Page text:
Polls in Israel show Olmert's approval numbers are worse than those of President Bush. More than 60 percent of Israelis want Olmert to resign. He survived three "no confidence" votes in the Knesset last week. Former Prime Minister Benjamin Netanyahu is three times as popular as any potential rival.
Last week, Netanyahu delivered a powerful speech to Israel's Parliament in which he said, "The state of Israel needs better leadership. Š Peace can never be achieved by unilateral steps. Š The time for a reassessment of our policy has come. We should look at the situation without any illusion and restore to the state of Israel its might, deterrent power and above all our self-respect."
When Israelis feel threatened they have always looked to the right and this time they appear eager to again turn rightward. The London Sunday Times quoted a Tel Aviv lawyer: "We're fed up with the Arabs and the chances of reaching peace with them. We gave them too many chances. They don't want us here, period. That's why I think Netanyahu and his political approach is the right one."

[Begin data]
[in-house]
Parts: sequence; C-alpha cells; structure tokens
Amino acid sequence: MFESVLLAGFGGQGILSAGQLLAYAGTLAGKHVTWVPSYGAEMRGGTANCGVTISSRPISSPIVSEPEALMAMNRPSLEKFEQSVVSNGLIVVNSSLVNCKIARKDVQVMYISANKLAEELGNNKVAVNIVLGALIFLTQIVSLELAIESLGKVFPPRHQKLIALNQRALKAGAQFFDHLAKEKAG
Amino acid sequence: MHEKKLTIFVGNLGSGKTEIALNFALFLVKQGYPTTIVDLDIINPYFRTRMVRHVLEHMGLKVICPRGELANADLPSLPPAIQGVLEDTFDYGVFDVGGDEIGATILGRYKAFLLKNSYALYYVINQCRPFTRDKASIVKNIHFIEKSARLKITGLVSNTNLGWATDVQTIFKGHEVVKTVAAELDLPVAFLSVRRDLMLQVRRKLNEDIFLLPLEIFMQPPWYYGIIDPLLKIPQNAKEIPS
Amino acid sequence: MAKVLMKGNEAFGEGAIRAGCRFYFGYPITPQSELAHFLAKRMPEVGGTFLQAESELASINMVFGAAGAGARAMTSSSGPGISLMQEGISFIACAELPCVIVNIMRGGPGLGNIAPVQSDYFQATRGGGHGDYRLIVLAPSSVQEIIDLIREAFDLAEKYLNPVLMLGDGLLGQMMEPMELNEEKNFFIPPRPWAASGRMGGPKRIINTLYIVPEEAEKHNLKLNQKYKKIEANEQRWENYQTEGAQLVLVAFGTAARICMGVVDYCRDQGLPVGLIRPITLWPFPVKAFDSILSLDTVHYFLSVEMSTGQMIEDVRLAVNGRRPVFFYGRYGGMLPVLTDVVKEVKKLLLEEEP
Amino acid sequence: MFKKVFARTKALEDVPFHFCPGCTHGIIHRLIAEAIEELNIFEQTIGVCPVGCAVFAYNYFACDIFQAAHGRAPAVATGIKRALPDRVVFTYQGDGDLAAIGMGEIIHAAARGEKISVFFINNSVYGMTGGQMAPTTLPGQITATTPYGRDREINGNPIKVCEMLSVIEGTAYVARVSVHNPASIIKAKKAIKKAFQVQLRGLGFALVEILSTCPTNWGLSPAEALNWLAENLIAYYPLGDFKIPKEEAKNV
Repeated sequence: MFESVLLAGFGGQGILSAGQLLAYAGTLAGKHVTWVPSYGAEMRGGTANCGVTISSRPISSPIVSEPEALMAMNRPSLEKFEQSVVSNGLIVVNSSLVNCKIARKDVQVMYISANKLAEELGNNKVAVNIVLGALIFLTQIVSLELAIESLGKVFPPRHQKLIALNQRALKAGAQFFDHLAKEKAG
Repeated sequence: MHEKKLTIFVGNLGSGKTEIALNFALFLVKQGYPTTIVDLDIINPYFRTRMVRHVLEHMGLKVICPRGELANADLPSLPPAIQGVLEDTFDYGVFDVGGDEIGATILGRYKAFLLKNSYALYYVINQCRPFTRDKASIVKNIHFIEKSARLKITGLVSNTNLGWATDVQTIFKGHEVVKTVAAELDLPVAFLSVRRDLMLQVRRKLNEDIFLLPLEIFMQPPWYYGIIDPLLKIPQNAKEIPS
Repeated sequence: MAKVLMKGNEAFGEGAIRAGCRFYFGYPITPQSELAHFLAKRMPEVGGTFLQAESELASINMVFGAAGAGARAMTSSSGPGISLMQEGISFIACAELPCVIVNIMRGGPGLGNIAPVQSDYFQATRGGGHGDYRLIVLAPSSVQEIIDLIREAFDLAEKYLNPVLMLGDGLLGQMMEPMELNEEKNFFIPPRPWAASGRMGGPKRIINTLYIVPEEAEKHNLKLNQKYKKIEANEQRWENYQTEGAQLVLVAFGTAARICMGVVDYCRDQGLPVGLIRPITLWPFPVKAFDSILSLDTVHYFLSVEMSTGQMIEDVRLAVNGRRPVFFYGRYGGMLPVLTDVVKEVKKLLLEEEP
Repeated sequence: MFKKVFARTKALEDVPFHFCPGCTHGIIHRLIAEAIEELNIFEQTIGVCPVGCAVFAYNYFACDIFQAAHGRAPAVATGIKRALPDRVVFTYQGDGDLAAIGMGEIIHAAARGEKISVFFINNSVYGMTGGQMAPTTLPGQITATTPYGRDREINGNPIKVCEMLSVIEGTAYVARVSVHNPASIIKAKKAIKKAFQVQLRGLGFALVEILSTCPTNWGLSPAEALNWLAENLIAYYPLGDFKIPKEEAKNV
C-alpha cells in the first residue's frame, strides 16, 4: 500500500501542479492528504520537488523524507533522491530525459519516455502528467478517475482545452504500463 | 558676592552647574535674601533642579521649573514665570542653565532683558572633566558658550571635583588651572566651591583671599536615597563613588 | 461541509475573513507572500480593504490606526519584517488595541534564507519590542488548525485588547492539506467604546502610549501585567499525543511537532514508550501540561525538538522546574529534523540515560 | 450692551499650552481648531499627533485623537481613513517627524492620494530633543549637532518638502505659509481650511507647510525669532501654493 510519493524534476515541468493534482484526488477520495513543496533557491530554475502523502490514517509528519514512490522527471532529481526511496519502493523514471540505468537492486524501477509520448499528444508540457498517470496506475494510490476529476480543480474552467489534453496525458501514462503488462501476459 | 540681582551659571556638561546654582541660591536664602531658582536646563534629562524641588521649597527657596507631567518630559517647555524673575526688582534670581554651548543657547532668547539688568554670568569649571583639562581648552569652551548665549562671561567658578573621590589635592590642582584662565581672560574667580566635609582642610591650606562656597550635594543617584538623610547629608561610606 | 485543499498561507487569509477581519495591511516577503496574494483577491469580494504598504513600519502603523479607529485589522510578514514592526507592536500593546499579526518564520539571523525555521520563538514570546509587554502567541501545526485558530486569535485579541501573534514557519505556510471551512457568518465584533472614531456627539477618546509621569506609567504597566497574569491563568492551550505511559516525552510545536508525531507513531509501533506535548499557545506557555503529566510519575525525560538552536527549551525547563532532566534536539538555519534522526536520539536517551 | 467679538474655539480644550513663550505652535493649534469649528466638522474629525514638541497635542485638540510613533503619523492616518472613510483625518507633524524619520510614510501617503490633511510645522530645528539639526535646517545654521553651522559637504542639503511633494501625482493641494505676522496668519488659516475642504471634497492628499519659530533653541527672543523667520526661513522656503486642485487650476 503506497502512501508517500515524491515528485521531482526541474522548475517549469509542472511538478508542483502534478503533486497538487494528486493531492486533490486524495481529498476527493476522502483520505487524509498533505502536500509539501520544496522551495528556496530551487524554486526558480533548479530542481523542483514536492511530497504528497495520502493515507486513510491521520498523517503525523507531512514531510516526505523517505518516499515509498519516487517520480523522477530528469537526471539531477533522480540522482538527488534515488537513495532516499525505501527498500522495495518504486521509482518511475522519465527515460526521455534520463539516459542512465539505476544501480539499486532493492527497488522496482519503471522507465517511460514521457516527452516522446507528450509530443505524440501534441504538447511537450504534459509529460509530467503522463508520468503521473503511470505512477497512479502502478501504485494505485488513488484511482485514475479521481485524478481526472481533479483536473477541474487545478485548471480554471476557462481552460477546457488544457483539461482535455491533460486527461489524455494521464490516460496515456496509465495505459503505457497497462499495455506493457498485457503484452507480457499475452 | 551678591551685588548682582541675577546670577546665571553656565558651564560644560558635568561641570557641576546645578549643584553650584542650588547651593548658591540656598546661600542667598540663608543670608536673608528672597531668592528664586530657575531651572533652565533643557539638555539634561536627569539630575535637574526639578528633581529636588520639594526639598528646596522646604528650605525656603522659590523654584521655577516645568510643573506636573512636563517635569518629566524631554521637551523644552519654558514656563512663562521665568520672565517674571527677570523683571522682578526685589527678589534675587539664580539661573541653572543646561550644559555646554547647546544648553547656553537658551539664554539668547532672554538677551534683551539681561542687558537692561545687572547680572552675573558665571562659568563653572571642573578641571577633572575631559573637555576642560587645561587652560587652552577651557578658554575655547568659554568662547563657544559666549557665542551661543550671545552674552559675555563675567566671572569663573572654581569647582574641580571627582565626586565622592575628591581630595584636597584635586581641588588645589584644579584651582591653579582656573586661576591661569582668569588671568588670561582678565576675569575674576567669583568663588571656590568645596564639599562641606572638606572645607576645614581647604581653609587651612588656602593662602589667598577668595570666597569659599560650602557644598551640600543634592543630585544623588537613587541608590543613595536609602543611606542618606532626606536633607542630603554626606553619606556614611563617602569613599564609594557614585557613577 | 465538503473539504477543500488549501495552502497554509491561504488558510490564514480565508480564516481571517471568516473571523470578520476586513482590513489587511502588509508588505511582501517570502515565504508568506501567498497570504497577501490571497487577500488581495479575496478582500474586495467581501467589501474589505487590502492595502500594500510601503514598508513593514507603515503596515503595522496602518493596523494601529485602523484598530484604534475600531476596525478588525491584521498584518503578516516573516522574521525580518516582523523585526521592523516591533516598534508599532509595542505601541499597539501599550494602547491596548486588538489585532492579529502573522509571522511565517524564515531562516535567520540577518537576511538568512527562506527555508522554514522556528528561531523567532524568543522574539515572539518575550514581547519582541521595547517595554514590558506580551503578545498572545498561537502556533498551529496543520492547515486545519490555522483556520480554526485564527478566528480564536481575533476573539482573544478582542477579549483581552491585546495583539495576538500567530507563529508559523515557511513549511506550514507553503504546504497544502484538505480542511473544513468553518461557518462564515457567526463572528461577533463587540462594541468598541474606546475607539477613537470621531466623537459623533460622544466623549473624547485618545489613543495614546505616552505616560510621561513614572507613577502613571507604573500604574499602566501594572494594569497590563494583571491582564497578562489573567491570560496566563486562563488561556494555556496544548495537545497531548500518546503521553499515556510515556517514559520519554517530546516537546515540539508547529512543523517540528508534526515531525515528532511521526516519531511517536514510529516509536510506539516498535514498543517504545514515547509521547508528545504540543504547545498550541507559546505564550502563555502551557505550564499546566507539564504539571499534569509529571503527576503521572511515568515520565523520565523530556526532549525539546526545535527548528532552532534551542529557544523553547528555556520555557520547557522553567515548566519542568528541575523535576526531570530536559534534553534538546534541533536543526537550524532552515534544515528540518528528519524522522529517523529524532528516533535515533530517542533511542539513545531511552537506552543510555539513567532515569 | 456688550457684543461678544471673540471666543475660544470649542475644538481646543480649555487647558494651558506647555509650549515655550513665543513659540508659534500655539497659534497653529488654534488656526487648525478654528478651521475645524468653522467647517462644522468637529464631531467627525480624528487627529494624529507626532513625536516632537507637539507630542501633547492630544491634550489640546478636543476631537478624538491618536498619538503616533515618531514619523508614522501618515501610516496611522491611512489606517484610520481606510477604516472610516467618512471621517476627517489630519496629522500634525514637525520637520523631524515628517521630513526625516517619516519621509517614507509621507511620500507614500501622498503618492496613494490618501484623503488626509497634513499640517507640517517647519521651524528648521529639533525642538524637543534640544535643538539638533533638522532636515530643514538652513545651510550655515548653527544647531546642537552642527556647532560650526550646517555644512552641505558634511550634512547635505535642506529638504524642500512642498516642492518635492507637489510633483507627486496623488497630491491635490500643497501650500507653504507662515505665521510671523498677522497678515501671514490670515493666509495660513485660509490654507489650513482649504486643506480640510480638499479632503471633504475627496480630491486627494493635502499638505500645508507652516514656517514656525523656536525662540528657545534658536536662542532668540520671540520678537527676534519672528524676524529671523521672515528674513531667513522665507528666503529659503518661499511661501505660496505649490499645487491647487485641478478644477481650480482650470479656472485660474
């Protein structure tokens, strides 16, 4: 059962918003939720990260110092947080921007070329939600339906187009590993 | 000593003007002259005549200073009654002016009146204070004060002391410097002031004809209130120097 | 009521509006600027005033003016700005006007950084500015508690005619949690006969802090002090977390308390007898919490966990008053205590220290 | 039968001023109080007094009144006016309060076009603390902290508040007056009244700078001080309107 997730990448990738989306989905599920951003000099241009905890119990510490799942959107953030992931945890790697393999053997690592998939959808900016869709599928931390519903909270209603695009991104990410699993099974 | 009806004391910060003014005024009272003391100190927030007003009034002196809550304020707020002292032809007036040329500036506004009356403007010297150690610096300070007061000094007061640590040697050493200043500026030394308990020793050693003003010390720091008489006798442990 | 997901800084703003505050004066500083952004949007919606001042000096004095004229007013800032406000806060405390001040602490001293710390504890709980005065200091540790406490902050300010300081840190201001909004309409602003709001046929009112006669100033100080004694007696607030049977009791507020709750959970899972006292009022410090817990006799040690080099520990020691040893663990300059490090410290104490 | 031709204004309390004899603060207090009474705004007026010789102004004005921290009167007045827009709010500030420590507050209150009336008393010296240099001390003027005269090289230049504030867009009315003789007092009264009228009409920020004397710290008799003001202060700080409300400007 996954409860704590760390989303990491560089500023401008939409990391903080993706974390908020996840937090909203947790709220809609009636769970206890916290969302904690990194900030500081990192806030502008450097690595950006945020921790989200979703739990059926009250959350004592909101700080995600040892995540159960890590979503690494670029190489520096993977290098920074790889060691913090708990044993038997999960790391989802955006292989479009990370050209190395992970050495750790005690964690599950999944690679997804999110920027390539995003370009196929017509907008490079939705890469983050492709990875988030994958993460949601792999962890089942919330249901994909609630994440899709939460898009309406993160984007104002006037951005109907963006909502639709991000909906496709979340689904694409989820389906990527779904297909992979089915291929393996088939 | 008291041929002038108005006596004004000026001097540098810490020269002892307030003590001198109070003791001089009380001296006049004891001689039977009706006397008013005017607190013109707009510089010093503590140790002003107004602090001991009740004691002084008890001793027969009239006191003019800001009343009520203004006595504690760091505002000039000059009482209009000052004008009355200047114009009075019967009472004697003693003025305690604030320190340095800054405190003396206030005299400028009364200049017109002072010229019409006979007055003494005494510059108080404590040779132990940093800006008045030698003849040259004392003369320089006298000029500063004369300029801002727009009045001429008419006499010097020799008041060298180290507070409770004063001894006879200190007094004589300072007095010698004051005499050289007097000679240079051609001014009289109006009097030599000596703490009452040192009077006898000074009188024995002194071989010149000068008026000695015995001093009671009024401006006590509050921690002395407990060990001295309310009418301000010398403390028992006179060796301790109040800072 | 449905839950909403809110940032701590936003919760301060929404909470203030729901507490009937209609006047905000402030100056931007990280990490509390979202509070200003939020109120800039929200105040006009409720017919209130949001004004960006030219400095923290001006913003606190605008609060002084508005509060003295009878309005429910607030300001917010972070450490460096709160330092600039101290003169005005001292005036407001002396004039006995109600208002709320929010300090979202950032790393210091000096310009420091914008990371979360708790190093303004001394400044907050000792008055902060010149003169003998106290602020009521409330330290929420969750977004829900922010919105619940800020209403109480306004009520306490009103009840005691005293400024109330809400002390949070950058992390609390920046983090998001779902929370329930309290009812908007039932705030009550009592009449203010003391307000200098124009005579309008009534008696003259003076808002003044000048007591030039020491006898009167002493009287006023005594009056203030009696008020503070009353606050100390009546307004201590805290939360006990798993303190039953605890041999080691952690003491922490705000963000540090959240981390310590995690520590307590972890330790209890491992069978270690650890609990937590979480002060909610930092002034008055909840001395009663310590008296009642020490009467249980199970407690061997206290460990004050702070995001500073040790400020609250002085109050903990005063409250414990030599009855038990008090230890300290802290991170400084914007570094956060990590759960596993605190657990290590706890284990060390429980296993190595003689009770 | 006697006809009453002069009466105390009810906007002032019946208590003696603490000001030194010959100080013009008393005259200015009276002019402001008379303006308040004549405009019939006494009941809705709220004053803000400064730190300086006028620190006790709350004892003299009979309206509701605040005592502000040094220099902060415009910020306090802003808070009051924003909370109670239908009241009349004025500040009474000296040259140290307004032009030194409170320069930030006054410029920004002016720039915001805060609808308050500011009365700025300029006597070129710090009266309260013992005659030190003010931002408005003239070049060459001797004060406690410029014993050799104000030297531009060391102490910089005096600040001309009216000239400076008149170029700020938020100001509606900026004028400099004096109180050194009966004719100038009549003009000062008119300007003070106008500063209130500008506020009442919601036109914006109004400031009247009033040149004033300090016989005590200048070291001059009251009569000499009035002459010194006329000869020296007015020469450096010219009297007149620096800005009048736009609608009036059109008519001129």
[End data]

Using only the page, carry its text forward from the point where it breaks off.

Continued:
If there is to be another war and so soon, Israelis are asking themselves who they would rather have leading their nation: a wishful thinker like Ehud Olmert, who, according to the government report on the Lebanon war, "made up his mind hastily, despite the fact that no detailed military plan was submitted to him and without asking for one," or Benjamin Netanyahu, who understands better than most that Israel won't get a second chance in an all-out war.
It's a good bet that Olmert's days are numbered and Netanyahu's return as prime minister is drawing near. It had better come quickly, because if Ambassador Meridor's worst-case scenario comes true, not only summer is just around the corner; the next war may be as well.
Cal Thomas is co-author (with Bob Beckel) of the book, "Common Ground: How to Stop the Partisan War That is Destroying America".
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